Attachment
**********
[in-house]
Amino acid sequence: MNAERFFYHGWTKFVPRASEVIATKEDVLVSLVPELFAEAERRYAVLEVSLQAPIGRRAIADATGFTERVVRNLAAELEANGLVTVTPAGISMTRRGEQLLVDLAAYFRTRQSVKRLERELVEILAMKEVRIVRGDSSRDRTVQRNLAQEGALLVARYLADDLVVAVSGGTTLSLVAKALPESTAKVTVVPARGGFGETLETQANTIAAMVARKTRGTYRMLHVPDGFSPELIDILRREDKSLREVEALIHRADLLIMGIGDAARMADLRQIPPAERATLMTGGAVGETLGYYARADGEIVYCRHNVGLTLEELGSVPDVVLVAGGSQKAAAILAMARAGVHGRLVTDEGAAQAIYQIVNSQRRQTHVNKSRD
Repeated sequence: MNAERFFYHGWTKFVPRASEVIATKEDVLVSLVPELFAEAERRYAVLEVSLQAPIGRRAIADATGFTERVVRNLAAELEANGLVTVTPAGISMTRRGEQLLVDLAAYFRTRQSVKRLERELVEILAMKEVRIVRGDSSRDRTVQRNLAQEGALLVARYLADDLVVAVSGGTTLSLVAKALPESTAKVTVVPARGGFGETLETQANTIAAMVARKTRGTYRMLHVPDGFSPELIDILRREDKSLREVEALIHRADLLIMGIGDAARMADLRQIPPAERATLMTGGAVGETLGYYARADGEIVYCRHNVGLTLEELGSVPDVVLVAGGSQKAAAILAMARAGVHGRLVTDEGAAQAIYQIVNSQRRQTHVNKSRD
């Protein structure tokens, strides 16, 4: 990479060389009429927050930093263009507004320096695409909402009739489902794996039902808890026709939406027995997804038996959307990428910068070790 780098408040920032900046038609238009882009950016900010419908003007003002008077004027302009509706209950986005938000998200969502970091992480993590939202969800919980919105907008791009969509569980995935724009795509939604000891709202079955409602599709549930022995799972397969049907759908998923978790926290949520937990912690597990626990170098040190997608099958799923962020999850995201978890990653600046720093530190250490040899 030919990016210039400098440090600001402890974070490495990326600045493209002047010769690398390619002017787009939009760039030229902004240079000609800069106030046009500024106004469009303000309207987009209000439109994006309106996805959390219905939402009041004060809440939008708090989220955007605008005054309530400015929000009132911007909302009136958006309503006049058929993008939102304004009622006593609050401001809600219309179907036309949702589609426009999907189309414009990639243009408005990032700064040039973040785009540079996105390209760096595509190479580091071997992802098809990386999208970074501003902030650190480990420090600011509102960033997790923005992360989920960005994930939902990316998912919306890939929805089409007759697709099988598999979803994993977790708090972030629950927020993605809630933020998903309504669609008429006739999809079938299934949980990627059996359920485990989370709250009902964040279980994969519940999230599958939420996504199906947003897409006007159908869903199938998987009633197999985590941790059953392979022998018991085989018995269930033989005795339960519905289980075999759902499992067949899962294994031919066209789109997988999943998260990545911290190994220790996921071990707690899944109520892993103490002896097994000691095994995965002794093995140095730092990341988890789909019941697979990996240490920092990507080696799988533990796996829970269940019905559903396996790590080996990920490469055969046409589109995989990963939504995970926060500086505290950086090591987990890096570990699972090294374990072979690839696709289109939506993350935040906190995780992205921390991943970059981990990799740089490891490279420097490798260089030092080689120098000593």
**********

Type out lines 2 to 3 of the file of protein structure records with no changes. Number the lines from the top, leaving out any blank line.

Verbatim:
Amino acid sequence: MNAERFFYHGWTKFVPRASEVIATKEDVLVSLVPELFAEAERRYAVLEVSLQAPIGRRAIADATGFTERVVRNLAAELEANGLVTVTPAGISMTRRGEQLLVDLAAYFRTRQSVKRLERELVEILAMKEVRIVRGDSSRDRTVQRNLAQEGALLVARYLADDLVVAVSGGTTLSLVAKALPESTAKVTVVPARGGFGETLETQANTIAAMVARKTRGTYRMLHVPDGFSPELIDILRREDKSLREVEALIHRADLLIMGIGDAARMADLRQIPPAERATLMTGGAVGETLGYYARADGEIVYCRHNVGLTLEELGSVPDVVLVAGGSQKAAAILAMARAGVHGRLVTDEGAAQAIYQIVNSQRRQTHVNKSRD
Repeated sequence: MNAERFFYHGWTKFVPRASEVIATKEDVLVSLVPELFAEAERRYAVLEVSLQAPIGRRAIADATGFTERVVRNLAAELEANGLVTVTPAGISMTRRGEQLLVDLAAYFRTRQSVKRLERELVEILAMKEVRIVRGDSSRDRTVQRNLAQEGALLVARYLADDLVVAVSGGTTLSLVAKALPESTAKVTVVPARGGFGETLETQANTIAAMVARKTRGTYRMLHVPDGFSPELIDILRREDKSLREVEALIHRADLLIMGIGDAARMADLRQIPPAERATLMTGGAVGETLGYYARADGEIVYCRHNVGLTLEELGSVPDVVLVAGGSQKAAAILAMARAGVHGRLVTDEGAAQAIYQIVNSQRRQTHVNKSRD